Debate rules

Tonight is the second presidential debate, starting at 9:00 pm US Eastern time. The release of a detailed 21-page memorandum drawn up privately by the two candidates as to the rules for all the debates show how much they want to control the environment.

The specific rules for tonight’s debate can be found on pages 6 through 9.

The audience members are to be selected by the Gallup polling organization and are required to consist of people who describe themselves as ‘likely voters’ and are demographically representative of the nation as a whole. (p. 9)

It says that the audience members must submit their questions in writing in advance and the moderator will select the ones to be asked. If called upon to ask his or her question, the audience member must word it as written. The person’s microphone will be cut off if he or she veers off-script. The microphone will also be cut off immediately after the question is asked, so if the questioner is not satisfied with the answer they cannot ask for clarification or specifics.

Interestingly, the moderator is also prohibited from asking follow up questions or requesting clarifications. The candidates have also agreed not to ask each other any direct questions or to make any pledges (p. 4). All these are, of course, designed to enable the candidates to dodge awkward questions by filibustering or giving generic answers.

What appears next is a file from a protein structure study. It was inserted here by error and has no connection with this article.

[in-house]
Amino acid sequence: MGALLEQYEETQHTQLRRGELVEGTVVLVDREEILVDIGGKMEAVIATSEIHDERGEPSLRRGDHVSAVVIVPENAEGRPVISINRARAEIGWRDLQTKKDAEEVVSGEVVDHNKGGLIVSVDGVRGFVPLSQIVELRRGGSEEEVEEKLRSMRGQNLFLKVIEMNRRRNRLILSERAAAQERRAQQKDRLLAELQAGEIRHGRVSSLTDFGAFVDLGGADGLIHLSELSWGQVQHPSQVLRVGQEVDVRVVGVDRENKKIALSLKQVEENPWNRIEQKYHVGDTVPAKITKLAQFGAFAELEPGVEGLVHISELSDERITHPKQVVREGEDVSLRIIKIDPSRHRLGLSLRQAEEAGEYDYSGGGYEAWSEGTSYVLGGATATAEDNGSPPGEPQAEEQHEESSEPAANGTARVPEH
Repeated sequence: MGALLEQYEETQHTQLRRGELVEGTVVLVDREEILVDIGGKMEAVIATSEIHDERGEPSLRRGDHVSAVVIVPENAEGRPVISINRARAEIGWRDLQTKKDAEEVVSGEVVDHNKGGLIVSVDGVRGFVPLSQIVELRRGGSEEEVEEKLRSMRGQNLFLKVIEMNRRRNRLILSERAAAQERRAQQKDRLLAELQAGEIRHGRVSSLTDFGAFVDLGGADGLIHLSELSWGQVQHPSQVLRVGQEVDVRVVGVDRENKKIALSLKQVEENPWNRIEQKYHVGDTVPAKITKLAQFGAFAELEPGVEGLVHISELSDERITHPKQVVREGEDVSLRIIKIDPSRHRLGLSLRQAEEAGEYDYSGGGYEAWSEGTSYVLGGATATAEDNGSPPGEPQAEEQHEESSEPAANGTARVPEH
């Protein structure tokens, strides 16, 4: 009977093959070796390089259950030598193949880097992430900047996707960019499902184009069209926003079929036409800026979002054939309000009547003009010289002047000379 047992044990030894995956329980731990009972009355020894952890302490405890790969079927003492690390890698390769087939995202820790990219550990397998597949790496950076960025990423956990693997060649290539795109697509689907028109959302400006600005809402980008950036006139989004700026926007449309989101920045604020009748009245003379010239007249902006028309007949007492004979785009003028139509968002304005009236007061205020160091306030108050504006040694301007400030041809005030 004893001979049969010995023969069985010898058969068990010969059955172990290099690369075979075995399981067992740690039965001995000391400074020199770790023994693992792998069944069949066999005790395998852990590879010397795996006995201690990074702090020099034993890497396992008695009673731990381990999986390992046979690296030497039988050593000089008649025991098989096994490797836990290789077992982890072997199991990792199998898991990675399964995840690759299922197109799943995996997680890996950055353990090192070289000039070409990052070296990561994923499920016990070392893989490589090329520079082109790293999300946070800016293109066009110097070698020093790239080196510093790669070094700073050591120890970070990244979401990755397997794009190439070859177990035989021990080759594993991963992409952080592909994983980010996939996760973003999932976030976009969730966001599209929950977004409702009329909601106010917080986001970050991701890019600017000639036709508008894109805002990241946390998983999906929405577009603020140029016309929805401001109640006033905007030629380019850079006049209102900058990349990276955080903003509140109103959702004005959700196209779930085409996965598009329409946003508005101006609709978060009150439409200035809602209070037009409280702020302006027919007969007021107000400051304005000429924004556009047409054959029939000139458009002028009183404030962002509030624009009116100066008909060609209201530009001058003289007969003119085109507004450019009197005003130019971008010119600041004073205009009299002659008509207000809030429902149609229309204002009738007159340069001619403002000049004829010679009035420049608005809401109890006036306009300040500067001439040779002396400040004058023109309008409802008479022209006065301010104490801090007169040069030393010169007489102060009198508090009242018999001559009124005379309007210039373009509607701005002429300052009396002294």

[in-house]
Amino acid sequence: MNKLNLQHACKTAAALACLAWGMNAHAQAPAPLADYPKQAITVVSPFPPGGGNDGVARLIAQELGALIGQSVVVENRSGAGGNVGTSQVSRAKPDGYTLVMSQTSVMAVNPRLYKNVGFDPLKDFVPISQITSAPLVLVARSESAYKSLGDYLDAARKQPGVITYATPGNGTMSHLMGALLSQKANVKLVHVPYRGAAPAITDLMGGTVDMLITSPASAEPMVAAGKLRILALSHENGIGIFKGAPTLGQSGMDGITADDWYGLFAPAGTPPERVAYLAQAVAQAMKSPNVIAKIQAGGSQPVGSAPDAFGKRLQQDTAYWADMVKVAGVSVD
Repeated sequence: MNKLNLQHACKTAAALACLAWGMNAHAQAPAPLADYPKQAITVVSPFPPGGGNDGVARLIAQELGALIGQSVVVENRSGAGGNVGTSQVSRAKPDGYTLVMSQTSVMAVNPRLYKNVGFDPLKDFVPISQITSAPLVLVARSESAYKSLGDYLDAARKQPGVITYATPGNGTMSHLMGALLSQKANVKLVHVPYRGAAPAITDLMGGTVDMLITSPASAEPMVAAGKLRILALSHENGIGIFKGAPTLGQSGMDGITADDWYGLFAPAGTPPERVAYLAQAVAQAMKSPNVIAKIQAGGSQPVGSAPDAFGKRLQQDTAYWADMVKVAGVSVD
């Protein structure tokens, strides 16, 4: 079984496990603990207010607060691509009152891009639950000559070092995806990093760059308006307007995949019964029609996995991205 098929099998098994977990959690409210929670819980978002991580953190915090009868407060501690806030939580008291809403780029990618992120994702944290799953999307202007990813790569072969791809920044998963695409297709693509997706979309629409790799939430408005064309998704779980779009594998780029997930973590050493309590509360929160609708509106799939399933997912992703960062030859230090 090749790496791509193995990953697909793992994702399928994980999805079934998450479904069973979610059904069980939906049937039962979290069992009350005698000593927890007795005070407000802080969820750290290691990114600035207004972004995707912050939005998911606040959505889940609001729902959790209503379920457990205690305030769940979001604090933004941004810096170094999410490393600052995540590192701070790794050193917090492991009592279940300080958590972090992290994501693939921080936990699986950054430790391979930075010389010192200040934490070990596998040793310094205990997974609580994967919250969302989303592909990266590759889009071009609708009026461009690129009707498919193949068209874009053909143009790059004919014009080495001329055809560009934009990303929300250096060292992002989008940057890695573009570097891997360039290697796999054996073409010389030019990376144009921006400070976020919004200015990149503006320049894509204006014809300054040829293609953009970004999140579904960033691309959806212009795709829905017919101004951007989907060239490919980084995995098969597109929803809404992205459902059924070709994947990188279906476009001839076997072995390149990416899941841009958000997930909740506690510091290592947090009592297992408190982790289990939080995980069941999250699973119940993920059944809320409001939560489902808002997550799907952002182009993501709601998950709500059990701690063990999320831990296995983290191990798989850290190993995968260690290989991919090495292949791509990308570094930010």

This has led to some alarm when the moderator of tonight’s debate Candy Crowley described her role differently from what the document called for, saying that she saw her role as being more than a mere conduit for selecting questions. She said she planned on building upon the question posed by the member of the public.

Interestingly, neither the commission that organizes the debates nor the moderators were parties to this agreement and so technically are not bound by them so it will be interesting to see if Crowley is browbeaten by the campaigns to conform or whether she goes her own way. I am actually not expecting much from Crowley even if she does deviate on this particular issue. She strikes me as one of those reporters so deeply immersed in the political-media cesspool that her deviations will not stray outside the range of conventional wisdom.


  1. says

    It’s a shame there are people willing to sit in the studio audience for these ridiculous performances. Wouldn’t it be great if the camera panned across the room accidentally and … nothing but empty chairs.

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